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Basic Housekeeping - Carpet Care

By HC Staff

Manufacturers are designing new carpets that stand up to rigorous wear and ask very little in return, making cleaning easier than ever. Fibers such as nylon — the most frequently used — polyester and polypropylene are both durable and stain-resistant.


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Be that as it may, carpet fibers make soil difficult to detect, plus they reflect light, creating an optical illusion so they appear cleaner than they are. Hardwood floors show soil more easily, but carpet fibers provide a "nest" in which it can rest undetected.


Therein lies the challenge — what you don’t see can eventually damage and dull fibers. Simple solution: vacuum carpet frequently to chase down dirt. Develop a vacuuming schedule by evaluating the traffic level of each area of your home. Chances are your halls and stairs receive more traffic flow than your bedroom, so they need vacuuming more often to remove offending soil and debris.

Sometimes you will need to clean carpets more thoroughly, to remove deeply embedded, "clingy" soil that resists the pull of the best household vacuum. You can deep-clean using a wet or dry method. Read and follow your carpet warranty directions for the recommended procedure; take no chances you’ll regret.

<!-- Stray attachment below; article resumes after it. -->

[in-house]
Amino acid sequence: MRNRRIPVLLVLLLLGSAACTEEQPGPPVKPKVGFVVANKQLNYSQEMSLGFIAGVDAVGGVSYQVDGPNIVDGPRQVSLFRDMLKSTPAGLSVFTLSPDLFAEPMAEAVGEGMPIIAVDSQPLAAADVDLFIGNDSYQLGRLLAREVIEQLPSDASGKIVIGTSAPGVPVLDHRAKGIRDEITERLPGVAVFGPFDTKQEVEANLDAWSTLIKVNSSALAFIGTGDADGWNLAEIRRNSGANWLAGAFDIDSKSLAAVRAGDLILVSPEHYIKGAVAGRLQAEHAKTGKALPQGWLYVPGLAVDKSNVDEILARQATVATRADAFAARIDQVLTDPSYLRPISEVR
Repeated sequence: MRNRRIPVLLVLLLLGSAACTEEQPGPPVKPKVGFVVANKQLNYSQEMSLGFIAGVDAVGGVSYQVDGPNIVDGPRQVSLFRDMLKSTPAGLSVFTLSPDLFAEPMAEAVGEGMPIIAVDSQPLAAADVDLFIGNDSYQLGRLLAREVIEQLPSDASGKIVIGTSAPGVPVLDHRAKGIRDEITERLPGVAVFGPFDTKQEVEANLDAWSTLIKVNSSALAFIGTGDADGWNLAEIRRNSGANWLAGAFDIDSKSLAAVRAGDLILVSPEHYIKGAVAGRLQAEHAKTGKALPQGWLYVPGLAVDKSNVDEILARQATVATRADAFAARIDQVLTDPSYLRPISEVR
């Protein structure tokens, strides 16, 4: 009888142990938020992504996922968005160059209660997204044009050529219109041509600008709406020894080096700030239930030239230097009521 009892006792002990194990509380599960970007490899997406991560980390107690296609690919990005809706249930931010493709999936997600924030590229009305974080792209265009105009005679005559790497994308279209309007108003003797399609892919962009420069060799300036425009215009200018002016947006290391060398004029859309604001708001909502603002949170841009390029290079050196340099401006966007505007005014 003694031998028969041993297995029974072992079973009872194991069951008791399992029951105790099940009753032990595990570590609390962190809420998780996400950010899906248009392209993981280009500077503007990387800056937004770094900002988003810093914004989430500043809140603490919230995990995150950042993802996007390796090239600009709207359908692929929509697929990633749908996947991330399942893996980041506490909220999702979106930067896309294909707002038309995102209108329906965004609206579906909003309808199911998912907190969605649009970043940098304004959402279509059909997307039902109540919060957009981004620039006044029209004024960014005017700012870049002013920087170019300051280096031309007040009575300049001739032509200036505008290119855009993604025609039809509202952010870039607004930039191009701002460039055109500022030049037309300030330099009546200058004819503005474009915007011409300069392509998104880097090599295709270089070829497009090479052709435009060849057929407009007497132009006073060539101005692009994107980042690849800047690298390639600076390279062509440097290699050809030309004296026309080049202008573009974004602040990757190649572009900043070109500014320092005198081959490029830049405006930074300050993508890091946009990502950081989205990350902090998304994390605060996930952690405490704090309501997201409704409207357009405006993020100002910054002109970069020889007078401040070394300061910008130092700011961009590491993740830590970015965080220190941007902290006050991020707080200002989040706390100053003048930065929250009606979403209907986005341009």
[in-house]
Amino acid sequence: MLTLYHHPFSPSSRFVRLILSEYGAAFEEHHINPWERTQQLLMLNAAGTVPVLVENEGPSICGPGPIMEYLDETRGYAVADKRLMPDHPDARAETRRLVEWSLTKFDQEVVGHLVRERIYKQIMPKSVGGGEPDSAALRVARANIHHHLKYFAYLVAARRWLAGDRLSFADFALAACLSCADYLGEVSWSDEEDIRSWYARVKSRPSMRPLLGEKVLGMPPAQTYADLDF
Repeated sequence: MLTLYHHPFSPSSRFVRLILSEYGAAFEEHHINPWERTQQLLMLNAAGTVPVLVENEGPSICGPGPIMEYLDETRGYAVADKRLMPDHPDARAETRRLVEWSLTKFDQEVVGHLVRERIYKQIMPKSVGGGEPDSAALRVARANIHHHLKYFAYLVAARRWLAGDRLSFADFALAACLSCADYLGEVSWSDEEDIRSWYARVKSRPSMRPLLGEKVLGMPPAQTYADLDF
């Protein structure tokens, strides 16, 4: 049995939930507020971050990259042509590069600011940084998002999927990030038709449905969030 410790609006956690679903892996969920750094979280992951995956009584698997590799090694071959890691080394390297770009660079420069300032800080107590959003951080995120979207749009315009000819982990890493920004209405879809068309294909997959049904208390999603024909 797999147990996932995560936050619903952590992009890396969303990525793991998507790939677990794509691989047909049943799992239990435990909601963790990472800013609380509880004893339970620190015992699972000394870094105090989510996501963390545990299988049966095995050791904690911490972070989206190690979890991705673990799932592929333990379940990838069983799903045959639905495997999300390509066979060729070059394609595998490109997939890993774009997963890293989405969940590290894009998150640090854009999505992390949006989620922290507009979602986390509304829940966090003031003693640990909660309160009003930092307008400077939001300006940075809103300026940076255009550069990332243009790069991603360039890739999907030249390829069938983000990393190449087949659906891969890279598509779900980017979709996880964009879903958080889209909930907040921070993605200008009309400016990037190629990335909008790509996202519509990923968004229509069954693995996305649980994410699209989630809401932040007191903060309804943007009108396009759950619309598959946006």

Check the Yellow Pages for local professional carpet cleaners, but make sure you settle on a price before the cleaning begins: add-ons have a way of increasing a base price substantially. Ask questions — it’s your money. Of course, when you’re in the grocery store, you can rent "professional" carpet cleaning equipment and buy supplies: be warned that you may be biting off more than you really want to chew in terms of time and energy expended.


Vacuum carpet first and remove furniture, or wrap furniture legs to keep moisture and chemicals away from sensitive surfaces. Some fine wood finishes may be damaged by overspray from carpet cleaning solutions, and metal casters can rust when exposed to dampness, leaving rust stains on carpet. Furniture legs other than plastic without metal casters should be wrapped in a waterproof material such as white plastic kitchen trash liners. If you remove furniture, be aware that metal casters and skids can cause rust, and stains, too ... even when the carpet feels dry to the touch; try a small piece of aluminum foil to protect casters from contact with carpet. Remember not to let eager feet pad across a still-wet carpet, and open windows during and after cleaning to ventilate and counter fumes. Browse for more carpet cleaning tips.


Basic Housekeeping - Carpet Care:  Created on December 13th, 2005.  Last Modified on January 21st, 2014